Friday, January 13, 2012

Facing the facts: The great EU credit downgrade

Fitch ratings agency said about a month ago they will review France's rating this coming year, but they were beaten to the punch by the S&P. The inevitable downgrade happened even sooner than expected, and in addition to France, with its heavy exposure to Greek debt and significant deficits, S&P downgraded 8 other European nations. S&P lowered its long-term rating on Cyprus, Italy, Portugal and Spain by two notches, and cut its rating on Austria, France, Malta, Slovakia and Slovenia by one notch. The move puts highly indebted Italy on the same BBB+ level as Kazakhstan and pushed Portugal debt into junk status. The US-based credit-rating agency affirmed the current long-term ratings for Belgium, Estonia, Finland, Germany, Ireland, Luxembourg and the Netherlands. S&P put all 14 of the above euro-zone nations — Austria, Belgium, Cyprus, Estonia, Finland, France, Ireland, Italy, Luxembourg, Malta, the Netherlands, Portugal, Slovenia, and Spain — on "negative" outlook for a possible further downgrade. Only Germany was the retained its AAA rating and a stable outlook.

The downgrade has been precipitated by the breakdown of talks between Greece and its creditors over a debt swap seen as crucial to avert a Greek default. Officials said more talks are likely next week, but also mentioned that there's no agreement on any of the issues involved in a voluntary 'haircut', which is a nice euphemism for being fleeced 40-60% on investments. Chances of Greek default in March are significant, so it's understandable that rating agencies will want to get ahead of the curve.

"Today's rating actions are primarily driven by our assessment that the policy initiatives that have been taken by European policy makers in recent weeks may be insufficient to fully address ongoing systemic stresses in the euro zone," S&P said in a press release announcing the downgrade.

S&P is more diplomatic than yours truly. I simply said that the European plan is a smoke screen. This is wishful thinking mascaraing as a policy. No responsible engineer can build a bridge based on hope alone, without adequate calculation. It's unlikely that there's a total lack of understanding for the fundamentals that are apparent even to a layman like me, therefore, I said the leadership (Merkozy and Co.) have been simply lying to the public. Austerity and budget discipline alone were not sufficient to fight the debt crisis and risked becoming self-defeating, the ratings agency said. How much are these people paid? I wrote two months ago: "The idea that austerity alone, or in combination with stricter rules, as Angela Merkel wishes to do, could solve EU's problems, stemming from trade imbalances, is a lie." Almost that far back I also wrote blogging ahead of the curve about the huge cuts such a plan would entail, and the lack of political will for such enormous cuts. I pointed out the inherent weakness of the French AAA credit rating in another article, after UK dissed new EU rules, provoking French comments on the weakness of the British economy, and unsustainability of its credit rating. The goal is not to be self-congratulatory, but merely to point out; once again, the unfolding events were so easily predictable, that the only way to deny them is either total incompetence (which I don't believe) or outright misrepresentation.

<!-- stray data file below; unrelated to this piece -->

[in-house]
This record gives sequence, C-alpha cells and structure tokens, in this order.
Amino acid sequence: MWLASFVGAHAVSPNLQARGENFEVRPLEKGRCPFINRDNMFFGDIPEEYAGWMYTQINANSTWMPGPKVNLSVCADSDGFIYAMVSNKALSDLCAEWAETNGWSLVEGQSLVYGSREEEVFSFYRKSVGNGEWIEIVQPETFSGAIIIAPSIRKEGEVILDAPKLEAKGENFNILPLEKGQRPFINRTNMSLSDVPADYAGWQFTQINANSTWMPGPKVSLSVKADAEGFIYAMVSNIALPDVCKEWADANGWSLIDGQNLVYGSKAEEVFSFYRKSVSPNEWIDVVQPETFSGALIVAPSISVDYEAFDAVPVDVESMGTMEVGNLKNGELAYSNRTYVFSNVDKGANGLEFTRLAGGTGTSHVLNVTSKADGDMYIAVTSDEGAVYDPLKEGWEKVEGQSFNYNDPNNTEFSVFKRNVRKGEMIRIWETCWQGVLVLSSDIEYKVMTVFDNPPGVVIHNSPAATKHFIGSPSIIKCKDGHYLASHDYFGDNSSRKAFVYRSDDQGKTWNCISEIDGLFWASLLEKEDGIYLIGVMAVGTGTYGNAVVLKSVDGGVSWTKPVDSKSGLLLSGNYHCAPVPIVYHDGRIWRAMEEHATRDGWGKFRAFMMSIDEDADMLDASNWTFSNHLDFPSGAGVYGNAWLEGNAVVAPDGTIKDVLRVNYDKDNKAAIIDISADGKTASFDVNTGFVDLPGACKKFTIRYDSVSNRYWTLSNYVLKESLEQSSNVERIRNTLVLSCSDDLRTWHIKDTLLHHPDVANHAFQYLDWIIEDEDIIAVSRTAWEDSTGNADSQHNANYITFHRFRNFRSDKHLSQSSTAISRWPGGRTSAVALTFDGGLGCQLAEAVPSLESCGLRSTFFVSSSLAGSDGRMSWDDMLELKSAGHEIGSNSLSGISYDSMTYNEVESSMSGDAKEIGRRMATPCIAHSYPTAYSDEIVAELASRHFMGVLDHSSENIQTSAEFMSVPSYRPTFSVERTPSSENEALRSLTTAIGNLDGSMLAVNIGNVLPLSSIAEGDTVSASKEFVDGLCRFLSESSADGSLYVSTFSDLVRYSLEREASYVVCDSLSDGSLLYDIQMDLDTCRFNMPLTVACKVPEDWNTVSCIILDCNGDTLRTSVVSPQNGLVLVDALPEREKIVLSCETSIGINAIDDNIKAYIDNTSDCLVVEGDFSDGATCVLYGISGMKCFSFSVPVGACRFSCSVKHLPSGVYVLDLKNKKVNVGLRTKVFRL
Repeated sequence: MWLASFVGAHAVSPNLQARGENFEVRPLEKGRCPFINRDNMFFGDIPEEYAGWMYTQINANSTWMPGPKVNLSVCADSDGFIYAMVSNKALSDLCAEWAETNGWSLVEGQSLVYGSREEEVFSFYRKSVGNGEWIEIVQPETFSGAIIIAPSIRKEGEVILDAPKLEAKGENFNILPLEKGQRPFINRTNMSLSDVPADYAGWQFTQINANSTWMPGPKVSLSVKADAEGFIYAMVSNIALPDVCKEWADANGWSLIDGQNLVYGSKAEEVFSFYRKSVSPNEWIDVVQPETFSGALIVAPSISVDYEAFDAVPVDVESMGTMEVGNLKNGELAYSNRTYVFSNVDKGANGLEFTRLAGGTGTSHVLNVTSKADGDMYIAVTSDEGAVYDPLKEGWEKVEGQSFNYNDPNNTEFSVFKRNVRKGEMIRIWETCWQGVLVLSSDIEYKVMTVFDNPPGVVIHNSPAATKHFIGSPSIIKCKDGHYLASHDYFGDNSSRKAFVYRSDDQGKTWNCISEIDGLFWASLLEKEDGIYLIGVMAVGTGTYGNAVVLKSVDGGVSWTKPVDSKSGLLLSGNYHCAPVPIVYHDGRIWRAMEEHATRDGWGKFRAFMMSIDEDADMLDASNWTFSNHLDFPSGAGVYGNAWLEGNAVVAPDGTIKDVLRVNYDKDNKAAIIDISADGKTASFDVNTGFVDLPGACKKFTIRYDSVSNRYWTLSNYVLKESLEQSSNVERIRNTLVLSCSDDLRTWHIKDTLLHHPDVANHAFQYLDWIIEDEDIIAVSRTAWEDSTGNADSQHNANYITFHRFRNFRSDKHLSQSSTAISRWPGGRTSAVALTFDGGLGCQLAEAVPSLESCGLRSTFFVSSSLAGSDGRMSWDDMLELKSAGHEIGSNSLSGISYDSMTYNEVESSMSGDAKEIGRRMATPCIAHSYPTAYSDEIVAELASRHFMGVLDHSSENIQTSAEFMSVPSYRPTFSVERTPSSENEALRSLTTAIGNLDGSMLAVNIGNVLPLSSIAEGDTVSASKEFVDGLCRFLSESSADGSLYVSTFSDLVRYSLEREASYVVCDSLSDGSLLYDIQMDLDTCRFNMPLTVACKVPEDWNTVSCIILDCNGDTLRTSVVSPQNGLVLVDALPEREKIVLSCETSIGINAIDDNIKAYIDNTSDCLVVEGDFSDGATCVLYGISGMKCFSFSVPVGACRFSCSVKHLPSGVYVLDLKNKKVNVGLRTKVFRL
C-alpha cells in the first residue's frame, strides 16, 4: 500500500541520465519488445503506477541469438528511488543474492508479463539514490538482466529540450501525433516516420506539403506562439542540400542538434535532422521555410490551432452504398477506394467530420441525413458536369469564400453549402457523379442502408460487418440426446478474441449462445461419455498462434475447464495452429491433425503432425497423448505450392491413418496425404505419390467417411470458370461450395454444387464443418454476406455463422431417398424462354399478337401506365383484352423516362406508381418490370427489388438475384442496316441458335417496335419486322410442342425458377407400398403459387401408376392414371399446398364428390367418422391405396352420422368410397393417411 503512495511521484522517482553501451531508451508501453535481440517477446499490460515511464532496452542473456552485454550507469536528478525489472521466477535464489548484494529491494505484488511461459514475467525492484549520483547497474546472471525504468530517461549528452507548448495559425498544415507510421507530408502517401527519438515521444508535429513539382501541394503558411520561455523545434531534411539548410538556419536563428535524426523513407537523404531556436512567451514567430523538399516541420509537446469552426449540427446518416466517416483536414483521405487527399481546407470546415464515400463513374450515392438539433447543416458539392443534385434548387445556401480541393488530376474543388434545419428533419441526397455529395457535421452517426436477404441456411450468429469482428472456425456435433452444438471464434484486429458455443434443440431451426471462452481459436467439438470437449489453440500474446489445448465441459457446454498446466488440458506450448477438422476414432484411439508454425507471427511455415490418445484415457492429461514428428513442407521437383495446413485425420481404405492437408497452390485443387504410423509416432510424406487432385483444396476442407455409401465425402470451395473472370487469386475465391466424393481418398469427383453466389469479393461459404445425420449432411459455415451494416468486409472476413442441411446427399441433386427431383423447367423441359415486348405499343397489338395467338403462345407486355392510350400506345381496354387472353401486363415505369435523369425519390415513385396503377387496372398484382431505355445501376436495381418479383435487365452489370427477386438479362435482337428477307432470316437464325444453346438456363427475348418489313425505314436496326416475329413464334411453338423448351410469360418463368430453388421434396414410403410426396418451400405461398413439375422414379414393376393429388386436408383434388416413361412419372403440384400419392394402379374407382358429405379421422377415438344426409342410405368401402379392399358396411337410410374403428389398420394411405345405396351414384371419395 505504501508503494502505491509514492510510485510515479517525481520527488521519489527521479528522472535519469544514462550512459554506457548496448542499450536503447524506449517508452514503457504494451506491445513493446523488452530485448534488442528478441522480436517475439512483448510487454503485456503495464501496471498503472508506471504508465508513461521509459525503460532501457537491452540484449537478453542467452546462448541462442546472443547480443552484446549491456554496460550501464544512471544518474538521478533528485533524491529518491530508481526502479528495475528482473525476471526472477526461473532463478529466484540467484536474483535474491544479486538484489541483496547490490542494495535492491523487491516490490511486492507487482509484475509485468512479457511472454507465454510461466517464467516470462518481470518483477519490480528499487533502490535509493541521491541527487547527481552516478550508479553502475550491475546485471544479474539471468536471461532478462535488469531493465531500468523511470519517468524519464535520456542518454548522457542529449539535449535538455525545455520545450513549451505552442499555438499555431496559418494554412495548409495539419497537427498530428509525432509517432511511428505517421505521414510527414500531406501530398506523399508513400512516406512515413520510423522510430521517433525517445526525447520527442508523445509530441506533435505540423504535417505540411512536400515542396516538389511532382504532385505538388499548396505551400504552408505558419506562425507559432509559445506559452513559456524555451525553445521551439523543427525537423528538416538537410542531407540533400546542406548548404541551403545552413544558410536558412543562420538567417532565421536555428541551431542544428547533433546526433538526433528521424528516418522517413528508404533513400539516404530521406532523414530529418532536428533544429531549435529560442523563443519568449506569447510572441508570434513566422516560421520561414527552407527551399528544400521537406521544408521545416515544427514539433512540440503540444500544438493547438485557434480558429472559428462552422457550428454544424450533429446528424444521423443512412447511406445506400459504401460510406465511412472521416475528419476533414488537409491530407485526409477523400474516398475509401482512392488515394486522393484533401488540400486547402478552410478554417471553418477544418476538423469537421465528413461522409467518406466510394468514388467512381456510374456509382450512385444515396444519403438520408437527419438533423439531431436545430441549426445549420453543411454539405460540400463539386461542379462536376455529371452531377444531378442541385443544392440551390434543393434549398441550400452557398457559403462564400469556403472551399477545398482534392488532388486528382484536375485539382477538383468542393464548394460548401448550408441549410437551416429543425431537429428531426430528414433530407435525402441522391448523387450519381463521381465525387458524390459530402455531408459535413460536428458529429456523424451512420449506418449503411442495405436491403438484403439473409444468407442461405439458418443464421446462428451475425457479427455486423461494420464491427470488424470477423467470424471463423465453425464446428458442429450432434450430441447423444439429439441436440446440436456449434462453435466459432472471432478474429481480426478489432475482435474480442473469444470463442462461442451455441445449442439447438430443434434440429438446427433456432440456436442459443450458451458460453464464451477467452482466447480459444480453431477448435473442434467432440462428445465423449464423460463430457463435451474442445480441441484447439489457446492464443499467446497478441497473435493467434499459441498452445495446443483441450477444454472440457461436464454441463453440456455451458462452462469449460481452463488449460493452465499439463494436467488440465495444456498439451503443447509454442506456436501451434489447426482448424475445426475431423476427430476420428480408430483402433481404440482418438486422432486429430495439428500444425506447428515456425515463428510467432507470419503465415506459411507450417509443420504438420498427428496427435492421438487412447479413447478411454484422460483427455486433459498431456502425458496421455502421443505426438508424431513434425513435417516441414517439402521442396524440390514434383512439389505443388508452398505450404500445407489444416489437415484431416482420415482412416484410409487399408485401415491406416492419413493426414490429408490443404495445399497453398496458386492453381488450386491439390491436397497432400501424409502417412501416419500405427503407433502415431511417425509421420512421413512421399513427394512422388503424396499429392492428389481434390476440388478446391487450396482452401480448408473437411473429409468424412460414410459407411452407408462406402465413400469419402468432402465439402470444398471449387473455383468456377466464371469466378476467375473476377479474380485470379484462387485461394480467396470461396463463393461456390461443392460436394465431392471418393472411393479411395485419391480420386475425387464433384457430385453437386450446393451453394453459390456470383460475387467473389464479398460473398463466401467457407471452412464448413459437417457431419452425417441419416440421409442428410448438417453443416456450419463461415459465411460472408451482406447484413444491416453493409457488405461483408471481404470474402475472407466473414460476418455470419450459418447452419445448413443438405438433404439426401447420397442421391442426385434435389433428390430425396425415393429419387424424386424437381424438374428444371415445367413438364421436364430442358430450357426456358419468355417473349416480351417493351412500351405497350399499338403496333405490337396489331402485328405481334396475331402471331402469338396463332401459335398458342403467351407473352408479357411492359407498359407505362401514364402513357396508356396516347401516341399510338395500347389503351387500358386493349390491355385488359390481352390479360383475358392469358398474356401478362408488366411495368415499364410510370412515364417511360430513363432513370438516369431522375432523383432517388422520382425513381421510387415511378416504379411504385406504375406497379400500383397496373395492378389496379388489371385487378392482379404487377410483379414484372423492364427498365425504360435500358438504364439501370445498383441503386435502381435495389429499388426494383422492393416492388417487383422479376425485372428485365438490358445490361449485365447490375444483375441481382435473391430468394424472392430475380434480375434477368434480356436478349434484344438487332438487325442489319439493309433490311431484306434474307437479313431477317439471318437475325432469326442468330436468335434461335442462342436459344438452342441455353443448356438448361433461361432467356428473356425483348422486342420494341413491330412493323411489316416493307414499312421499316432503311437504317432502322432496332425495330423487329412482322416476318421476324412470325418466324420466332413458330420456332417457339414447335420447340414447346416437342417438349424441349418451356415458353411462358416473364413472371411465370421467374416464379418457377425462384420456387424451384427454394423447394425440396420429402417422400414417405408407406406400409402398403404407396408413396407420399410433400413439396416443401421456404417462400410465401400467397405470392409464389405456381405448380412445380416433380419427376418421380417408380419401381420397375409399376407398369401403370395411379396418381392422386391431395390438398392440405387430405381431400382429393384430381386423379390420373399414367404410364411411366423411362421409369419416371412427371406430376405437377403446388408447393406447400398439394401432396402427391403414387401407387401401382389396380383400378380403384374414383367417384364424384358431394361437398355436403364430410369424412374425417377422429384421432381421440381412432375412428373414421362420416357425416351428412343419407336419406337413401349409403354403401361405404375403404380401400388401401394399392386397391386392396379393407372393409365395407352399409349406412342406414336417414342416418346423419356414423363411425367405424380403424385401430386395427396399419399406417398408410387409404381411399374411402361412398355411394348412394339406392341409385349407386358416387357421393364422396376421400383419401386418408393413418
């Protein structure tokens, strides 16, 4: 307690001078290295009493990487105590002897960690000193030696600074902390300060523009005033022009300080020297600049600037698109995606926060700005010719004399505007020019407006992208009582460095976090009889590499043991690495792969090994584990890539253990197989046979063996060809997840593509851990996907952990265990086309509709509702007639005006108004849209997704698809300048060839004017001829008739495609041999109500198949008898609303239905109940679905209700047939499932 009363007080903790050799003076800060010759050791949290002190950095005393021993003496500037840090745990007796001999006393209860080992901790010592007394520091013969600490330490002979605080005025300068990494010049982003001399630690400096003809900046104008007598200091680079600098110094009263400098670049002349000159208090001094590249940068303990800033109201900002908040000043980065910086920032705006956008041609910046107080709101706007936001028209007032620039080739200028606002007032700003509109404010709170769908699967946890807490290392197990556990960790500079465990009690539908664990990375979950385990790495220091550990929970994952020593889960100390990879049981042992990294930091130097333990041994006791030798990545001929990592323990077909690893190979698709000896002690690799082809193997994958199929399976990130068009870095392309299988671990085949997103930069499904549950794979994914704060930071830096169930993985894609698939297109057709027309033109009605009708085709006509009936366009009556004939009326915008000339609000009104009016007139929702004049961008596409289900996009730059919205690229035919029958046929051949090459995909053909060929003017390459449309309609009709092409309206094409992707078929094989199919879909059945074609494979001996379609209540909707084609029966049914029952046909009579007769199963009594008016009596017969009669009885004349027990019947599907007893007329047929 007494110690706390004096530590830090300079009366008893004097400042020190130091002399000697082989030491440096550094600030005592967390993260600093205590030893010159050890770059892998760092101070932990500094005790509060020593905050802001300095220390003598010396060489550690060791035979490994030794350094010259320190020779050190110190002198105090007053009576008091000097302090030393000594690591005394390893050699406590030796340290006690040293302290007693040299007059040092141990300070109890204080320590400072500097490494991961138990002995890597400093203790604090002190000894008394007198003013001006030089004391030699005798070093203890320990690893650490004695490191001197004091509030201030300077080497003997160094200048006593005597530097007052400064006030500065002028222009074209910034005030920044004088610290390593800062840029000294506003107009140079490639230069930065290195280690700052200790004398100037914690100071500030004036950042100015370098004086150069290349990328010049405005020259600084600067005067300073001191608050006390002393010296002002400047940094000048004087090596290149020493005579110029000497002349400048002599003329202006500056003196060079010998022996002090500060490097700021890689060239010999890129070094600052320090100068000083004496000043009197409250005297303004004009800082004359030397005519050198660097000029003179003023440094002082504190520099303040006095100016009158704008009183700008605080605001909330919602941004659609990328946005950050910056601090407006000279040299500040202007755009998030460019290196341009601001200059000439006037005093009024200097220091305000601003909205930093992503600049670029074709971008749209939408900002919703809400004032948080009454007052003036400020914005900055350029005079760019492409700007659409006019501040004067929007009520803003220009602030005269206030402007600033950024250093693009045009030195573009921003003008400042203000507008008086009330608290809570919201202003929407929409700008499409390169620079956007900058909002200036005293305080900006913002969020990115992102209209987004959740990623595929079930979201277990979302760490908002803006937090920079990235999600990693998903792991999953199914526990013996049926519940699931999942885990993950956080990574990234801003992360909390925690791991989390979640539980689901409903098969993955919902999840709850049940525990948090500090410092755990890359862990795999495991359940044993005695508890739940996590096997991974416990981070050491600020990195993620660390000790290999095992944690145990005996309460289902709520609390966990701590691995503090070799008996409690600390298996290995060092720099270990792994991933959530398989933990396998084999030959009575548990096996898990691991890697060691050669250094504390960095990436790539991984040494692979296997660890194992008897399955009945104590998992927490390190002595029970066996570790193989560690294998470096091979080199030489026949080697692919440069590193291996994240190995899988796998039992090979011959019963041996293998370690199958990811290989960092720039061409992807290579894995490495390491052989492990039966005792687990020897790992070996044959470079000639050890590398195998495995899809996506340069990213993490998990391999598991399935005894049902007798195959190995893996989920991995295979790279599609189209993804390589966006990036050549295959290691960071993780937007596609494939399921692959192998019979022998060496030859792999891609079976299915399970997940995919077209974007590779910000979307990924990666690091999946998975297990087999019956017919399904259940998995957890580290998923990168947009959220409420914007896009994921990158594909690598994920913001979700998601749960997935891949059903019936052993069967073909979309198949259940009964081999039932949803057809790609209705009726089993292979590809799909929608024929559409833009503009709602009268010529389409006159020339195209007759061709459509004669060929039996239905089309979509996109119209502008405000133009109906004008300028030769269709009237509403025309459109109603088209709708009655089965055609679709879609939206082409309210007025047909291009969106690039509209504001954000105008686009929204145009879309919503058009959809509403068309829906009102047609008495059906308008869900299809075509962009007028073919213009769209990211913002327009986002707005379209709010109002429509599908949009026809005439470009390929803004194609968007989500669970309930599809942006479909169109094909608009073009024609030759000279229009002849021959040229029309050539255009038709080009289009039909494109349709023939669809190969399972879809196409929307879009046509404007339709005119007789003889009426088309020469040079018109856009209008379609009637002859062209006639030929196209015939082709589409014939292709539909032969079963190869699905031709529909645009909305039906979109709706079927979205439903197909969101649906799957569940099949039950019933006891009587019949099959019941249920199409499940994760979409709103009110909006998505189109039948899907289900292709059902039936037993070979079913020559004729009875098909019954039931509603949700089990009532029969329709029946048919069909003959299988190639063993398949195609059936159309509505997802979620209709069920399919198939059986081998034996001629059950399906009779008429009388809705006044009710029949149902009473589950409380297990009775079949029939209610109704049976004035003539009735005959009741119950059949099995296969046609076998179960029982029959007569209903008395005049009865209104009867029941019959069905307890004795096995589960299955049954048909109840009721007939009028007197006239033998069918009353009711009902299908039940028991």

The first rule of suicide pact is to lie early and often. Experts agree this is a suicide pact: the chief economist of Commerzbank, Joerg Kraemer, said that the consequence of the downgrade is that the European Financial Stability Facility (EFSF) also will lose its triple-A rating. "That may irritate markets in the short term but wouldn't be a big problem in a world where the U.S. and Japan also don't have a triple-A rating anymore. Triple-A is a dying species," he said.

This is exactly what I mean by the suicide pact in general: a horrible decision taken jointly. This is why Obama's presidency is so favorable for Europe: by following EU's inane pattern of overspending the US has dramatically increased its debts and deficits. European troubles will have been much worse if US had act together, because it would make investments in EU less attractive, and greatly increase its borrowing costs.

The consequence of the downgrade, which was already partially priced into the borrowing rates of soverign nations, is likely to result in additional increase of these costs. The AAA rating is crucial for the functioning of the EFSF, and one of the consequences of downgrade is the need to pump additional money into the bailout fund. At the same time, the downgrades of banks make triggered forced selling of sovereign debt resulting in increased borrowing costs of these nations.

EU monetary affairs commissioner Olli Rehn called S&P’s decisions “inconsistent” and suggested they ignored the “decisive action” taken by the eurozone to commit to budget, structural and banking-sector reforms, and to a more powerful rescue fund.

The German government said the Eurozone’s determination to overcome the debt crisis stood “beyond question”, echoing the sentiments expressed by other countries. At the same time, in Frankfurt, the ECB criticized the draft of a new fiscal discipline treaty for the euro area, saying that the latest version amounted to “a substantial watering-down” of tough deficit levels that could allow “easy circumvention of the [deficit] rule” by struggling governments.

So, there you have it. The leaders are proclaiming piety, while their bean counters are noting that the proposed strict rules are simply wishful thinking. Lies, actually.

No comments:

Post a Comment